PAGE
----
Ecumenical Dialogue

I had an interesting thought and I’m starting a thread on that.

The thought being: Are we actually being ecumenical in arguing over our differences and disputing, at times meanly; the various positions? I feel like we’re just going round and round and going nowhere.

So: Let’s lift our heads out of the theological trenches and take a frank look at two things:

  1. What we can agree on.
  2. How can we support each other in an increasingly paganized world that’s hostile to Christianity?

Something I remembered: The Holy Father Pope Francis went to his old bishopric Buenos Aires on an ecumenical visit to a Protestant church. During the visit, the Holy Father asked the pastor to pray for him. Which blew my mind in a good way and led me to a greater respect for the man.

I also remember hearing a priest say that you guys are experiencing a loss rate similar to that we are. That’s sad.

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The danger is not just that the pagans will overcome us, but that we might gradually become pagans, without realizing it. That’s what happened with the majority of Protestantism. That’s what they want to share with us.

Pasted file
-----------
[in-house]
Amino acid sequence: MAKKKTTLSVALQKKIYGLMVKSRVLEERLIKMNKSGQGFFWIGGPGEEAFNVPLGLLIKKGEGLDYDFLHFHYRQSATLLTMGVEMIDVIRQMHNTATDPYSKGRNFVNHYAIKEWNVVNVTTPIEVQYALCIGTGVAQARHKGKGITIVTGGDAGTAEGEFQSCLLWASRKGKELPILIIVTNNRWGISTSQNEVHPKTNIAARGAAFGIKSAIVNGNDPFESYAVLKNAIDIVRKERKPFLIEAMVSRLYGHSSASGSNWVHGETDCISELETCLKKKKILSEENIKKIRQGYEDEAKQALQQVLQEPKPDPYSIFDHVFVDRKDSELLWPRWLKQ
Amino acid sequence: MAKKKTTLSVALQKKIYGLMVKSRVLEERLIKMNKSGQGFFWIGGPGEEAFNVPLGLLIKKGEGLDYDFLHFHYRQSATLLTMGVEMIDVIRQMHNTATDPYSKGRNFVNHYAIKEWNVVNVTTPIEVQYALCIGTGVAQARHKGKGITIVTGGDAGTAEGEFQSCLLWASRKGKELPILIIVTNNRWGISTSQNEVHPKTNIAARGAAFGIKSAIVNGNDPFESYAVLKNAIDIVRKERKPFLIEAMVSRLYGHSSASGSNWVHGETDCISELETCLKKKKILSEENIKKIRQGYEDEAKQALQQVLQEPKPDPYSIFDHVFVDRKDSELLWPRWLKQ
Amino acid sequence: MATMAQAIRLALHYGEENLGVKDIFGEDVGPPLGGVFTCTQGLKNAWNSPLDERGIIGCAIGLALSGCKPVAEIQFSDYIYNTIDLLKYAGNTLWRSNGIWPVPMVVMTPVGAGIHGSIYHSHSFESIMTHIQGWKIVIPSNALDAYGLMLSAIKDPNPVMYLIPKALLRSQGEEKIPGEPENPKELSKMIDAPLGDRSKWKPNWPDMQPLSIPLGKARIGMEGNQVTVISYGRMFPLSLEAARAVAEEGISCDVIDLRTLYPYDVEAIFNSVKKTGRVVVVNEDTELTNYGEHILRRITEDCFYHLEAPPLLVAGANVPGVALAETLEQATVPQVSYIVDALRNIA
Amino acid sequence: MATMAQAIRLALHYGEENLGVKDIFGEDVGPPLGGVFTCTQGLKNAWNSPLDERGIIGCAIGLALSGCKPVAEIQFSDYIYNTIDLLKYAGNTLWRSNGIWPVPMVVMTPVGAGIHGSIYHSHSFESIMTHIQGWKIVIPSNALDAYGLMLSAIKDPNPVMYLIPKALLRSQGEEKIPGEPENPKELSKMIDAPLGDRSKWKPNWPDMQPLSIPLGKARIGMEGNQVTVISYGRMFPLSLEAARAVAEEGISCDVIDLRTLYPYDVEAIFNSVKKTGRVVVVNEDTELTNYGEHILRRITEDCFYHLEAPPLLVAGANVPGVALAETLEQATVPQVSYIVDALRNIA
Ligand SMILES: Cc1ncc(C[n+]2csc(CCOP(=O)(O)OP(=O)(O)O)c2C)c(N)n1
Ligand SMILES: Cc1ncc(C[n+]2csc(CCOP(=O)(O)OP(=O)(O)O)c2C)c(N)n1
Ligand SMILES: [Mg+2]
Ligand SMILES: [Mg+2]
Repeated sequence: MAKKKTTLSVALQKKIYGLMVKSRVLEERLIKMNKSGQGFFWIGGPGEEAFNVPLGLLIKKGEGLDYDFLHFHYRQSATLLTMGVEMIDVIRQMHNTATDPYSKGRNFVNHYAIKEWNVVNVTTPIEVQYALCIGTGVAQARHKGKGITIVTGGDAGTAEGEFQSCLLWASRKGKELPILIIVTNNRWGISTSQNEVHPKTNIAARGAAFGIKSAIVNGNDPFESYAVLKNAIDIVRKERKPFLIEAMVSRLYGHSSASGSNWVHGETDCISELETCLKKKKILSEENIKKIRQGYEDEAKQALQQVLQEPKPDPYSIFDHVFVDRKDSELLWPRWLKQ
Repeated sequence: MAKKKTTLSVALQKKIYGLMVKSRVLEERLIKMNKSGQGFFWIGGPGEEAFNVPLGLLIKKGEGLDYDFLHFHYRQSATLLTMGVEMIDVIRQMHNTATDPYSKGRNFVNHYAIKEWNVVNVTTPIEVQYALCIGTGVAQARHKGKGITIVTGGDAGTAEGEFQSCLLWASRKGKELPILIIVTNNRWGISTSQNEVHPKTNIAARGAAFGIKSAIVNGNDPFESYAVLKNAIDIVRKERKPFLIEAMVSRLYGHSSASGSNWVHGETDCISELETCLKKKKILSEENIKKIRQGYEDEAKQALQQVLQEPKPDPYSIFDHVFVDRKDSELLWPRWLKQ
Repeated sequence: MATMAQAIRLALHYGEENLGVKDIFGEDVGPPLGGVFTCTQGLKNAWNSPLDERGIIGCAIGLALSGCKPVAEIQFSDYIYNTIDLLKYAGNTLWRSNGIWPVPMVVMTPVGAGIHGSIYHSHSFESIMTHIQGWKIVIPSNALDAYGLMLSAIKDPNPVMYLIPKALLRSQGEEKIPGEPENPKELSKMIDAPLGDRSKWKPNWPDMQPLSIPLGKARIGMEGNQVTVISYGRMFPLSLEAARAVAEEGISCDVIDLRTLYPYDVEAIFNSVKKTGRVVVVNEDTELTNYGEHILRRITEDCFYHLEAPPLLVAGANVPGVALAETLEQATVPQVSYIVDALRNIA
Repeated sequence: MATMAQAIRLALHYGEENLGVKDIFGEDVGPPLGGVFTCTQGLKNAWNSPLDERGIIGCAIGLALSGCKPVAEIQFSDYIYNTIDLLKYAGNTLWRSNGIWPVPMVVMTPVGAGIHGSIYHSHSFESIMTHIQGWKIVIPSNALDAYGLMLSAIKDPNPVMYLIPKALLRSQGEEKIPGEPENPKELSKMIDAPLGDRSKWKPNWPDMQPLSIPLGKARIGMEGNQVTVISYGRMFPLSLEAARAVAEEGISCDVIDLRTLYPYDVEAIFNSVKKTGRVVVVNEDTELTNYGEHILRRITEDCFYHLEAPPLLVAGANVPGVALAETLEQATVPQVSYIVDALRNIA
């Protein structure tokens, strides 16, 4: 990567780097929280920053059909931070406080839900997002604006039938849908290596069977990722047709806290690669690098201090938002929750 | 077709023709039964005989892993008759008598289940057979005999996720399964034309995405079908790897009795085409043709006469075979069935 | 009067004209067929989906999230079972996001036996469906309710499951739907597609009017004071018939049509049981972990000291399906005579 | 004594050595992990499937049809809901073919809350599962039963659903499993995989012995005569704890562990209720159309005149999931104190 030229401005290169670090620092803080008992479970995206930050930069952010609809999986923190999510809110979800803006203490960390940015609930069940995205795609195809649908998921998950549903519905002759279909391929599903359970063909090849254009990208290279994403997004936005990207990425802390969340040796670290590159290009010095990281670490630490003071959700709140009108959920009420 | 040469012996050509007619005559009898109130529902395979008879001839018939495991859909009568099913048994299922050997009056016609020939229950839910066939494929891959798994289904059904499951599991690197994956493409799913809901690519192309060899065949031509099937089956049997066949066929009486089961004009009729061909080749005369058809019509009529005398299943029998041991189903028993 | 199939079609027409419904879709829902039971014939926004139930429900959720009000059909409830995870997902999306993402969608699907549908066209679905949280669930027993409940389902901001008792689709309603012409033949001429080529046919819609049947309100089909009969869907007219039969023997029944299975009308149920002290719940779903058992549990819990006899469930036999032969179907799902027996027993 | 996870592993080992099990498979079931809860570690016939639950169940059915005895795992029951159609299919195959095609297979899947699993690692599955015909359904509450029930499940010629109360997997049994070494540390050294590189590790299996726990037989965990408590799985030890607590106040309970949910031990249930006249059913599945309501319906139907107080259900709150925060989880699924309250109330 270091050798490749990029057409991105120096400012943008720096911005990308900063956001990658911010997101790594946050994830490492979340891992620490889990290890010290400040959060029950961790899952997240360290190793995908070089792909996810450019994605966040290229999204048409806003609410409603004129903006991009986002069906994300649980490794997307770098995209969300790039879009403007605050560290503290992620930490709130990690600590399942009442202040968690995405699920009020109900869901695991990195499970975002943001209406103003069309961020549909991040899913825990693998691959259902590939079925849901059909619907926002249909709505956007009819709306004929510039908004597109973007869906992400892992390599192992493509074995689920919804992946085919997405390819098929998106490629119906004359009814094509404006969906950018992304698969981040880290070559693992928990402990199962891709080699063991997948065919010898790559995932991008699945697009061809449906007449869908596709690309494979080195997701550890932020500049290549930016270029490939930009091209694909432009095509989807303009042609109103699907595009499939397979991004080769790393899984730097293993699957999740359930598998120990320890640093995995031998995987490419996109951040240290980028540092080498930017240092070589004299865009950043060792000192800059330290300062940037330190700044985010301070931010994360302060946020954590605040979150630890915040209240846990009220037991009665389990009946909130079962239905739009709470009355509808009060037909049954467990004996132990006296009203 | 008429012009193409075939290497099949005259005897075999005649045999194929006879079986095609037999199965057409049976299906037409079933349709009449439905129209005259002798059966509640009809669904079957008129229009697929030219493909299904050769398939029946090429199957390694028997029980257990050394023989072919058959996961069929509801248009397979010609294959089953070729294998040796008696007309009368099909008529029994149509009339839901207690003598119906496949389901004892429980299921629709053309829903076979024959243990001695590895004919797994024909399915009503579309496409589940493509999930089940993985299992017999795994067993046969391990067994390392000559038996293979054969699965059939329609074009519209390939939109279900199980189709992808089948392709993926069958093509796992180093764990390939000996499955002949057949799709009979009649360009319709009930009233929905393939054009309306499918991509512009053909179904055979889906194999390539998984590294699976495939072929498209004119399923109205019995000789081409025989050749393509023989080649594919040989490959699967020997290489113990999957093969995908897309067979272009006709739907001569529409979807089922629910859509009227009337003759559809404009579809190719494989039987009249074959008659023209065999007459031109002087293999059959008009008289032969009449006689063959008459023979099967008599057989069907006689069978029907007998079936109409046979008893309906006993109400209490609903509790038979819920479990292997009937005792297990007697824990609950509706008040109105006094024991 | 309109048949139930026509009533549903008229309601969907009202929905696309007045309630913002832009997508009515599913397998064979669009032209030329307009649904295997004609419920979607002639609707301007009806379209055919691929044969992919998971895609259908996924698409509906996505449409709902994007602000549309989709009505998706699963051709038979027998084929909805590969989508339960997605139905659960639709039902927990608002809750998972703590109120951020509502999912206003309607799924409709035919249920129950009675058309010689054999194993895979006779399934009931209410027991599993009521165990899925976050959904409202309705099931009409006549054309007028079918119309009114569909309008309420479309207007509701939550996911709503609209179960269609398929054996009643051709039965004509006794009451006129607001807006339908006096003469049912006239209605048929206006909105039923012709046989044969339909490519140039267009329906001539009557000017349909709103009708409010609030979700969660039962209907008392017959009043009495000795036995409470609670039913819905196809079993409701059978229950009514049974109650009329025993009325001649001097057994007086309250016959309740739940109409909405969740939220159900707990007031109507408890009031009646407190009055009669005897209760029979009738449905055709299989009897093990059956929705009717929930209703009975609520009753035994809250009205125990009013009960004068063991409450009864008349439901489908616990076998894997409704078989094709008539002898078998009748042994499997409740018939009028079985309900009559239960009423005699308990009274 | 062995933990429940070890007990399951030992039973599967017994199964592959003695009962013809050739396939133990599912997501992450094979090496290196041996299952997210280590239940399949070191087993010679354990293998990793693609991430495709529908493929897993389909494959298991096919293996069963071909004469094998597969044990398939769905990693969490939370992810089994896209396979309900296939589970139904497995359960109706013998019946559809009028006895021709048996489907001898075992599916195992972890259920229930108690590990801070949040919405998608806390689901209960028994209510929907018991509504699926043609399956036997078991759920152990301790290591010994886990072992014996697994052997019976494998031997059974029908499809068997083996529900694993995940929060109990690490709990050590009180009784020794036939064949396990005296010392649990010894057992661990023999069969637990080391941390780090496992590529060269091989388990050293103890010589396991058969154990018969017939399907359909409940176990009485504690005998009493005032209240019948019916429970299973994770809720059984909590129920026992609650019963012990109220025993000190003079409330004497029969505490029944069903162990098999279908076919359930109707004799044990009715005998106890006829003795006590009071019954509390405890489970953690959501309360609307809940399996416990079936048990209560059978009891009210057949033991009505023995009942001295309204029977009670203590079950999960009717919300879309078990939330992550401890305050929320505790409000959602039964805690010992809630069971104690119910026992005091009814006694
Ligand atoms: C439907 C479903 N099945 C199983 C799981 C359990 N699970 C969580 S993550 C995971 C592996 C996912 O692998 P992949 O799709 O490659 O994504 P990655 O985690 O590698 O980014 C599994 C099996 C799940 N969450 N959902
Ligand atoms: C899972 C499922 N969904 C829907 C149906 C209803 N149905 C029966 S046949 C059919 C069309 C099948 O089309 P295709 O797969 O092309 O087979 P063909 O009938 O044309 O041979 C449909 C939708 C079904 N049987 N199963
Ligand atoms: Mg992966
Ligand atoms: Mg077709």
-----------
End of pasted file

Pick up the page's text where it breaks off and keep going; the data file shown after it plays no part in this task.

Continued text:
Here’s a better start point: find Christians who also believe in dogmas, even if they seem uninterested in Ecumenism. We have more potential with evangelicals than with those really into Ecumenism, as a goal in itself.

Then see who stands with us on abortion, and sacredness of marriage. Have conversations with them.

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Thank you for your comment, commenter. What you said about the majority of Protestantism becoming pagan I think is a very good one. I find it sad that they went the way they did. How can a community call itself Christian when they officiate gay “ marriages. “

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I don’t think the apostles were sent out to be ecumenical.

And Jesus came and said to them, “All authority in heaven and on earth has been given to me. Go therefore and make disciples of all nations, baptizing them in the name of the Father and of the Son and of the Holy Spirit, teaching them to observe all that I have commanded you; and lo, I am with you always, to the close of the age.”